SteamDB estimates that The Big Con has sold between 6,100 and 16,700 copies on Steam. It’s a niche title, but because the description is pretty upfront about what to expect, there’s been almost no negative reviews. It is ranked 175 out of 10,967 games released in 2021.

Quick Look – Tinytopia (#JustOnePercent 77/100)

Developer: MeNic Games
Release Date: August 30, 2021
MSRP: $14.99

City builders were one of my go-to game genres for a lot of years, but for awhile now, I’ve been really struggling to find one that scratches the itch of the early iterations of the Tropico series, or going even further back, the old Impressions city builders. It seems like either they’re far too casual (like Polyville Canyon), or they’re laser focused on realistic infrastructure and traffic issues. When I do find something comfortably in the middle – and Tinytopia definitely falls into that category – it seems like the developers can’t resist adding a quirky mechanic that sucks the fun right out of the concept.

Now, the mechanic in Tinytopia sounds great in theory. As you proceed through the levels, you unlock more basic buildings, and you use blueprints to upgrade them to better versions. Place down a single store block for a level one store, but place two next to each other, and you’ve just made a level two store. For the first couple of buildings, this actually is really fun. It’s a neat idea, watching your buildings snap together and turn into something new and different.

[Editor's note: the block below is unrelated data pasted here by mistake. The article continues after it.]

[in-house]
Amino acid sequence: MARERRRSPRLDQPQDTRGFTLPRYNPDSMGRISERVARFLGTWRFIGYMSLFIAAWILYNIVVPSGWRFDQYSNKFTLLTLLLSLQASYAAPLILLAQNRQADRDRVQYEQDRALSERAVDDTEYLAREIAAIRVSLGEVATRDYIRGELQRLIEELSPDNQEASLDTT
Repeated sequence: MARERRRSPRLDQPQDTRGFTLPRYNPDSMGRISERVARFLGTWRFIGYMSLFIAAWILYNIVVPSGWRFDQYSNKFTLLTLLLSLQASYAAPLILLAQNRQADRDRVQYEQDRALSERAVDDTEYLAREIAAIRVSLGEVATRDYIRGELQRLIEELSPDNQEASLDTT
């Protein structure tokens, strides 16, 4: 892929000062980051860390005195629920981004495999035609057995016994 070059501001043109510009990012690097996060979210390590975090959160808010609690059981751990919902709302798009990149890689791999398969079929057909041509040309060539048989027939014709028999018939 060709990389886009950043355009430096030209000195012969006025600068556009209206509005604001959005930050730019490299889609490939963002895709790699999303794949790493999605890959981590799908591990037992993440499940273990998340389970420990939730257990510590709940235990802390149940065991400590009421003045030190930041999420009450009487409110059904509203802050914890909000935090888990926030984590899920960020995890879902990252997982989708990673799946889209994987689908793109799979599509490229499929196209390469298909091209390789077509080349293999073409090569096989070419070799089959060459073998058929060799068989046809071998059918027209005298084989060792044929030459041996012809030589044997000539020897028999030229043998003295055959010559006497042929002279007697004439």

At least for me, it got old real fast. You only “learn” blueprints after you initially create them, and the interface which shows you how to build the next level of something is less than idea. You get a little ghost outline of what you need to add, and even if you have the “snap to object” setting turned out (which apparently needs to be turned on again each time you move between scenarios – please just give me a toggle!), it isn’t always as simple as it’s made to look.

So I figured maybe I’d just jump into sandbox mode for a bit, and just play around with how pieces fit together until I felt like I really got it. Unfortunately, that idea was foiled rather quickly.

Of course there’d be unlocks. Why wouldn’t there be unlocks?

I managed to fail a handful of scenarios by getting caught up in the loop of wanting to figure out all the evolutions of the buildings, and failing to consider, well, anything else. There’s a nifty “move building” button, but there’s a price every time you use it. There also doesn’t seem to be any sort of undo button, which I feel like this game really could have used.

In time, I probably could have learned my way around the quirks, but as a new player, it all just felt very frustrating. Which is too bad, because I really liked the aesthetics of the game – I found the cutesy art style delightful. It’s probably a title I will revisit if I really have a hankering for something a little off the beaten path in the city building genre, but I’d be lying if I didn’t say I was more than a bit disappointed that I didn’t find it more intuitive.

SteamDB estimates that Tinytopia has sold between 3,300 and 9,100 copies on Steam. Although I didn’t fall in love with, reviews have been very positive. It is ranked 1128 out of 10,967 games released in 2021.